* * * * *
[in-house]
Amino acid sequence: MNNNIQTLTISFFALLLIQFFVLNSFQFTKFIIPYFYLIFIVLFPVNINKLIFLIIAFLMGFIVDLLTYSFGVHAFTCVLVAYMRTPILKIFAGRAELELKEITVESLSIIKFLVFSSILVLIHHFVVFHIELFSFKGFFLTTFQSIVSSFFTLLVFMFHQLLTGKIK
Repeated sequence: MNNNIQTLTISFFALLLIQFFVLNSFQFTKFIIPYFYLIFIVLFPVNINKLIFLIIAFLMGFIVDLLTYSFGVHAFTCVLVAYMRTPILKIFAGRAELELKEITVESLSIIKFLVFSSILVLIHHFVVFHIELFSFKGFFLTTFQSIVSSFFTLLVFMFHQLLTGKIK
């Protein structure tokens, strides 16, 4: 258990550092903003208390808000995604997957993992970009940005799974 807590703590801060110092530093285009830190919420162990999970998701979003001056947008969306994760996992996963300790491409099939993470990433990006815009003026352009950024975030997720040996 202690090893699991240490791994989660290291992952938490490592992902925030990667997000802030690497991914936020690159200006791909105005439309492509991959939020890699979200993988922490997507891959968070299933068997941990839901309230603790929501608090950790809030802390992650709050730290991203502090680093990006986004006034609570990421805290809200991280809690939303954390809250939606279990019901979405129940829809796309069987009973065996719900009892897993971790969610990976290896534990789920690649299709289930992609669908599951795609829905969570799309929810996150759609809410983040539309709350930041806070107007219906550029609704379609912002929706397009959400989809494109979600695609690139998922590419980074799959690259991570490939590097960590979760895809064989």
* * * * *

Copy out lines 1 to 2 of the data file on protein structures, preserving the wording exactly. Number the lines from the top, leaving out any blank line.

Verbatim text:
[in-house]
Amino acid sequence: MNNNIQTLTISFFALLLIQFFVLNSFQFTKFIIPYFYLIFIVLFPVNINKLIFLIIAFLMGFIVDLLTYSFGVHAFTCVLVAYMRTPILKIFAGRAELELKEITVESLSIIKFLVFSSILVLIHHFVVFHIELFSFKGFFLTTFQSIVSSFFTLLVFMFHQLLTGKIK